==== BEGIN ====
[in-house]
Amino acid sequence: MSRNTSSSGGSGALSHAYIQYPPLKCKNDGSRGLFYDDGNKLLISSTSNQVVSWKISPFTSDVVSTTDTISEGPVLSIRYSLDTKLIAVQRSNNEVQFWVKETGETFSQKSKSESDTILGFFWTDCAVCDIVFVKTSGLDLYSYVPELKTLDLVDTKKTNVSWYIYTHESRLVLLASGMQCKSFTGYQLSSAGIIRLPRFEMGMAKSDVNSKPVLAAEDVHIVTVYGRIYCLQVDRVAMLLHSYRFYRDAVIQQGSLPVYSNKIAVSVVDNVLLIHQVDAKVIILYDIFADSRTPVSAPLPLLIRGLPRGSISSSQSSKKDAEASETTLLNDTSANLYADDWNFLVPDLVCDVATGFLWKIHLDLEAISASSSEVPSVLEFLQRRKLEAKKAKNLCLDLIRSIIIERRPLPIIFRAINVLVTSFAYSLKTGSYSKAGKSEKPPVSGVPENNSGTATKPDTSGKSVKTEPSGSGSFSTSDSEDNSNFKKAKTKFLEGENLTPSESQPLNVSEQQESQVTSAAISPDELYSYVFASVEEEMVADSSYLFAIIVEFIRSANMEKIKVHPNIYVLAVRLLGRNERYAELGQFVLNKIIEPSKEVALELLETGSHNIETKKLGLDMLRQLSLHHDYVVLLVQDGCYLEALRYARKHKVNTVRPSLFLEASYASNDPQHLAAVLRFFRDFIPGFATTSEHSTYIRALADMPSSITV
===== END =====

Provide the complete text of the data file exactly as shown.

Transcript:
[in-house]
Amino acid sequence: MSRNTSSSGGSGALSHAYIQYPPLKCKNDGSRGLFYDDGNKLLISSTSNQVVSWKISPFTSDVVSTTDTISEGPVLSIRYSLDTKLIAVQRSNNEVQFWVKETGETFSQKSKSESDTILGFFWTDCAVCDIVFVKTSGLDLYSYVPELKTLDLVDTKKTNVSWYIYTHESRLVLLASGMQCKSFTGYQLSSAGIIRLPRFEMGMAKSDVNSKPVLAAEDVHIVTVYGRIYCLQVDRVAMLLHSYRFYRDAVIQQGSLPVYSNKIAVSVVDNVLLIHQVDAKVIILYDIFADSRTPVSAPLPLLIRGLPRGSISSSQSSKKDAEASETTLLNDTSANLYADDWNFLVPDLVCDVATGFLWKIHLDLEAISASSSEVPSVLEFLQRRKLEAKKAKNLCLDLIRSIIIERRPLPIIFRAINVLVTSFAYSLKTGSYSKAGKSEKPPVSGVPENNSGTATKPDTSGKSVKTEPSGSGSFSTSDSEDNSNFKKAKTKFLEGENLTPSESQPLNVSEQQESQVTSAAISPDELYSYVFASVEEEMVADSSYLFAIIVEFIRSANMEKIKVHPNIYVLAVRLLGRNERYAELGQFVLNKIIEPSKEVALELLETGSHNIETKKLGLDMLRQLSLHHDYVVLLVQDGCYLEALRYARKHKVNTVRPSLFLEASYASNDPQHLAAVLRFFRDFIPGFATTSEHSTYIRALADMPSSITV